This weekend, Bill Condon‘s The Fifth Estate suffered the worst opening of 2013, bringing in an unfathomable $1.7m from 1769 theaters. Getaway opened better. Movie 43 opened better. Naturally, nobody is more pleased with this news than comic book supervillain Julian Assange, who has sent signals from his lair inside the Ecuadorian Embassy in London to consistently voice his disproval of the project.
Assange’s boycott against the film, which he condemned for portraying him in a biased and negative light, finally cumulated in the release of his own WikiLeaks film, a free documentary available on the website called Mediastan. In what is sure to definitely not be biased at all and portray him with a glowing halo, the documentary depicts “Operation Cablerun,” in which thousands upon thousands of American diplomatic cables were posted by WikiLeaks in collaboration with The Guardian and The New York Times.
“This weekend,” Assange said in a statement, “instead of wasting your time and money on Hollywood propaganda, why not get all your friends around and spend your time watching Mediastan instead?”
Okay, but even he has to realize that this is a teensy bit of WikiLeaks propaganda, right? Oh, right, this is Assange. This operation was also a major plot point in The Fifth Estate, but in all fairness, it really did portray him as not the best person in the world. The Mediastan version involves a crack team of punk journalists racing through countries like Kazakhstan and Uzbekistan to get into Afghanistan before secretly meeting at Assange’s place, then ambushing The Guardian and The NYT with truth and knowledge.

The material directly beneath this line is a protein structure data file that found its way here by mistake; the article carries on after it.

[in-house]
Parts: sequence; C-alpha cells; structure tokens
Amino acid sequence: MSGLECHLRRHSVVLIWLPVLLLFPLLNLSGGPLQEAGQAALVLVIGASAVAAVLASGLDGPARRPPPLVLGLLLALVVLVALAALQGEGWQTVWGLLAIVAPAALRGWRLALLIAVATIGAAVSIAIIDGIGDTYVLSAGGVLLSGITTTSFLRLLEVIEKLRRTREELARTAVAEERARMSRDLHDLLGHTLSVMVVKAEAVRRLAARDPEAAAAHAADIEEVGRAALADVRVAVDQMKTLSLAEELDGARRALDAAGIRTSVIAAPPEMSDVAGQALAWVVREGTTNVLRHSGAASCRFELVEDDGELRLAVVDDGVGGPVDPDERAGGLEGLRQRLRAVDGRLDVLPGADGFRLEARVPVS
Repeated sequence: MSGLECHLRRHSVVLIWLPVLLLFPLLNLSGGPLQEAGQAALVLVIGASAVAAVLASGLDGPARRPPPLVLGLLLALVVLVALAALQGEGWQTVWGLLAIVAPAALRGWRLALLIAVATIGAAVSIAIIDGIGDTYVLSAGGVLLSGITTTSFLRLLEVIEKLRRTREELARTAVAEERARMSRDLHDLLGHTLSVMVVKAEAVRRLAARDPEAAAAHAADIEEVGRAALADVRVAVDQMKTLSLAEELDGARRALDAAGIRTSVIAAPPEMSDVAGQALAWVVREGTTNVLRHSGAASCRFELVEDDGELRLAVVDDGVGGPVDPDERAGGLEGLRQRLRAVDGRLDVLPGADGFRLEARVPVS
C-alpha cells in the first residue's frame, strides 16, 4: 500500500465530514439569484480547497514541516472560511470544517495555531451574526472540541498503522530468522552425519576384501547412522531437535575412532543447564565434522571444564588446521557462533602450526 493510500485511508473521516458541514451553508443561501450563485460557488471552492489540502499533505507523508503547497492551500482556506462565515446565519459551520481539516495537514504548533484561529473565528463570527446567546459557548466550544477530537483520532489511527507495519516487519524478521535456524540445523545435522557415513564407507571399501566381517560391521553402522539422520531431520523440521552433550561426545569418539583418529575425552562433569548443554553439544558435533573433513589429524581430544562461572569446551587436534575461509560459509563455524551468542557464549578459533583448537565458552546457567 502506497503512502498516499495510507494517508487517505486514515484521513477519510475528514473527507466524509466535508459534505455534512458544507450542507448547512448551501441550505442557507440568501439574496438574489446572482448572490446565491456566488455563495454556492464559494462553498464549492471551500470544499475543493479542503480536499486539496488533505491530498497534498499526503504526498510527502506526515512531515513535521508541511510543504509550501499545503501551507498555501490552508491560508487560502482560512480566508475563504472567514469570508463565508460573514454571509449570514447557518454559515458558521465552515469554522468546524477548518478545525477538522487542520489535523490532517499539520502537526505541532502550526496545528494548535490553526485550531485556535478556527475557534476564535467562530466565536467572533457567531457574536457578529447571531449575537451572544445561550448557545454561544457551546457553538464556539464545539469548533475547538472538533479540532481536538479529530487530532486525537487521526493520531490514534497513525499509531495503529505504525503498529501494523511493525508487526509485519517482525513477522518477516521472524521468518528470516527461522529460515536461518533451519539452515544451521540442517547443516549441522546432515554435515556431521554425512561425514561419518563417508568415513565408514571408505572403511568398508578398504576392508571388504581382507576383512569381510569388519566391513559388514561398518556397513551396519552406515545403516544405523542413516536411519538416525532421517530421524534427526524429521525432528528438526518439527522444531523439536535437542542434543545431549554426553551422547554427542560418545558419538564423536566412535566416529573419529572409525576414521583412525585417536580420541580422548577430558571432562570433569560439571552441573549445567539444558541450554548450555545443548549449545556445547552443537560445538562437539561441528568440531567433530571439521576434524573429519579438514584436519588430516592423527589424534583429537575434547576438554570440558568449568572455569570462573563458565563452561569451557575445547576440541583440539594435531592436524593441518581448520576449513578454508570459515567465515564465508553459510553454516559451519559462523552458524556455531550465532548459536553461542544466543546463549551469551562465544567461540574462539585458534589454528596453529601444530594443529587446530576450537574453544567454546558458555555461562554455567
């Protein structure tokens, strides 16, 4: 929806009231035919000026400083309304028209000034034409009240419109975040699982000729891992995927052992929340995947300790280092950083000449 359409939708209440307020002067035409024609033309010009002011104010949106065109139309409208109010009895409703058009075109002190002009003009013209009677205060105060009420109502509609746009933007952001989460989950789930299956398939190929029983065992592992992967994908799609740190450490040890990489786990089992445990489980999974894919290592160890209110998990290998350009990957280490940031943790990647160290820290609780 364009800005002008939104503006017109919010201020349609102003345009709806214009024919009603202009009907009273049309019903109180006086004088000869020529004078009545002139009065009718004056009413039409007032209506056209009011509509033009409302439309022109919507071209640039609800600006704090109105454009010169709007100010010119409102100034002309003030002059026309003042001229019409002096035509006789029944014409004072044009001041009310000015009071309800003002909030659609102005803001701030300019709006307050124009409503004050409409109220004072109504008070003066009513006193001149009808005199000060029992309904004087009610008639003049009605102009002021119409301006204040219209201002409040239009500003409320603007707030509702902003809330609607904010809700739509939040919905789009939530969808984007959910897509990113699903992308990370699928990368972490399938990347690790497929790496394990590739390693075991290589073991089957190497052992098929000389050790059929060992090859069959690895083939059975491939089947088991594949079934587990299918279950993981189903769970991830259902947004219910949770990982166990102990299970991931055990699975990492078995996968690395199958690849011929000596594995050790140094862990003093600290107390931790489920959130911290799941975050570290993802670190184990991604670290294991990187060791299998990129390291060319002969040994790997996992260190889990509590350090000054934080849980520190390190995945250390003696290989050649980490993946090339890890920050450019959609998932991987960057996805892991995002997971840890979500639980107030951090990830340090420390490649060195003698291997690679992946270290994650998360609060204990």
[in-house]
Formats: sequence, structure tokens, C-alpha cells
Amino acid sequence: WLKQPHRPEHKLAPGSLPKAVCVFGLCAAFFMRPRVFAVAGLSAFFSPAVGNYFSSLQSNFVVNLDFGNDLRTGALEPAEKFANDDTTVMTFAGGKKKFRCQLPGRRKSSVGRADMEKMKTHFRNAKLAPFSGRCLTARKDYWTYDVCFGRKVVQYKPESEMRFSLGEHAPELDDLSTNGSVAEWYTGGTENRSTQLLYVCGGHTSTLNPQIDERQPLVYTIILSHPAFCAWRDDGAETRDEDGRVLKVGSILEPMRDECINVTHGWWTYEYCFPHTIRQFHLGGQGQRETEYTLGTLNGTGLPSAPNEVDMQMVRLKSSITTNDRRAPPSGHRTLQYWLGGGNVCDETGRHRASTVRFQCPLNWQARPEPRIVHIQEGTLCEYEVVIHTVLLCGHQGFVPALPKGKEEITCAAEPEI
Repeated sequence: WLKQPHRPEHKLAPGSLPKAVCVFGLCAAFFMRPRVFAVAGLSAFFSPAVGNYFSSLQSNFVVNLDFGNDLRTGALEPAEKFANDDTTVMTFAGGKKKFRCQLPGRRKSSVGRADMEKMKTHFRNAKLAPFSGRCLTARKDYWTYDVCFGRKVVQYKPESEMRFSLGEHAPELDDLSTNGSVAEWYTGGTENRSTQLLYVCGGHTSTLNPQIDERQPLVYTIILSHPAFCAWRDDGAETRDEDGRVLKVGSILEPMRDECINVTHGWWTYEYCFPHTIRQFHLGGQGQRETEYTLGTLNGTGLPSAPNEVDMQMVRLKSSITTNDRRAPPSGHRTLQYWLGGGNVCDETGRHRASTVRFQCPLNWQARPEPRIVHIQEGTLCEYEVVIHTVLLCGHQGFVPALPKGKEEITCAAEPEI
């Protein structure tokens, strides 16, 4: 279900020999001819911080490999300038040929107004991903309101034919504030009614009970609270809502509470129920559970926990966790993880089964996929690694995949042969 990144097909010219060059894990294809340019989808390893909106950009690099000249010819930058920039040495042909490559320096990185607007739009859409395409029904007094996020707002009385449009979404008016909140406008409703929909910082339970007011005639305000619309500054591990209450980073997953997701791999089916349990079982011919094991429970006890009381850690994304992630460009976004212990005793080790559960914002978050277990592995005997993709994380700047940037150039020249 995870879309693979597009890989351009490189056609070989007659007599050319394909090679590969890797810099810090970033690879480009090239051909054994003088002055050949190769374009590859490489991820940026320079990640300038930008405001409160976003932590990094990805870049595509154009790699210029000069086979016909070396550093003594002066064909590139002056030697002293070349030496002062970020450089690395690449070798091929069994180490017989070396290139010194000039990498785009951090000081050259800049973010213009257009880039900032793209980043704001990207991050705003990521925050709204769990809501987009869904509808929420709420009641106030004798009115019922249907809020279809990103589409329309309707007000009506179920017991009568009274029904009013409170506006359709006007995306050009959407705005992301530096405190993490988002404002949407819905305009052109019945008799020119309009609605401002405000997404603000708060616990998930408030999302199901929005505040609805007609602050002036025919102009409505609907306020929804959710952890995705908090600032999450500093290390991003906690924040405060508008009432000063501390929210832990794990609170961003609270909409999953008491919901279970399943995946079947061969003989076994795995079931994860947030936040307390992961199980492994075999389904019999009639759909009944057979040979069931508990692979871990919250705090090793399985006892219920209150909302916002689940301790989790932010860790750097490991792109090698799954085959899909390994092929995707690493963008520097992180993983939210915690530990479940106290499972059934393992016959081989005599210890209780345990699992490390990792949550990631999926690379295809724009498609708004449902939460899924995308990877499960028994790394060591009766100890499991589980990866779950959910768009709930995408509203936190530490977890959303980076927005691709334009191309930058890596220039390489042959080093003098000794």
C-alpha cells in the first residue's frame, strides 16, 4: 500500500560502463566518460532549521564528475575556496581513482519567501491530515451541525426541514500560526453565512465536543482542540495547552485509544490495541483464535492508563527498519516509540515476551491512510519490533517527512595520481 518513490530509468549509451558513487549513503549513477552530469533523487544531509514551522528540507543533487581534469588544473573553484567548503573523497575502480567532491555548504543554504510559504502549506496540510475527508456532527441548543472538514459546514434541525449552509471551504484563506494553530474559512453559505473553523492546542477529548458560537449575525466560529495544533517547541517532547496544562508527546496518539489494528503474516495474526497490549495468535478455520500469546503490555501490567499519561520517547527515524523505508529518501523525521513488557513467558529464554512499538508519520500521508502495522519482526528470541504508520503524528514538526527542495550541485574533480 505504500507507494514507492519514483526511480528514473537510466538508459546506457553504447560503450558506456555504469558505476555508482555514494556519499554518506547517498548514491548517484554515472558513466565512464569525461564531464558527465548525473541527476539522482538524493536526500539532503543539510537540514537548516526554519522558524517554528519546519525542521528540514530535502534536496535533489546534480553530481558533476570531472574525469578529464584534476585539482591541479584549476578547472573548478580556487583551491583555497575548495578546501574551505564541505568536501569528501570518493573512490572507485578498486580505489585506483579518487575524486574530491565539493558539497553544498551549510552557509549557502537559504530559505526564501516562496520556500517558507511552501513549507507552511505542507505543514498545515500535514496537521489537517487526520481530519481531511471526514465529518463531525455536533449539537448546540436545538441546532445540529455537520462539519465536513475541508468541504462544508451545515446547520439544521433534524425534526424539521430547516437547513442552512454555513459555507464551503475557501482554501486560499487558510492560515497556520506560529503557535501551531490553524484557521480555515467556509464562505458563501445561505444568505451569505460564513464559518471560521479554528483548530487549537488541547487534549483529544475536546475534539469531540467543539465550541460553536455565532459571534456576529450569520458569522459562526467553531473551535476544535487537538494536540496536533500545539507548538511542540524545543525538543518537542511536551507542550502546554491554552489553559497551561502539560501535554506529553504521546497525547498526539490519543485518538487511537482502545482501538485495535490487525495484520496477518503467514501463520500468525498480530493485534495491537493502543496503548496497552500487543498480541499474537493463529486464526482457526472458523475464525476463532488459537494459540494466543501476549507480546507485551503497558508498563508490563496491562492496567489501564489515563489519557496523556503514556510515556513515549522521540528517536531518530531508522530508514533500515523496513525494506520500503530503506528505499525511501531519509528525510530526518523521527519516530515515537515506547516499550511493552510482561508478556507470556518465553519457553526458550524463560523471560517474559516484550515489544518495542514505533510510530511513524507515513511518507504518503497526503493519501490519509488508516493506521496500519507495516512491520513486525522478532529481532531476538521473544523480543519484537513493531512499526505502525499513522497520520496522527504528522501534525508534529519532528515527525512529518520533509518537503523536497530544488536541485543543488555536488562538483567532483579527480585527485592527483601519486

Whatever happened to make The Fifth Estate perform so terribly at its opening, it probably didn’t have anything to do with Mediastan’s simultaneous release. But isn’t that a fun conspiracy. There aren’t any stats for North American yet, but the doc was downloaded 500,000 times last week.
“[Mediastan] is journalism in extremis,” Assange said. “This is how it is done.” [THR]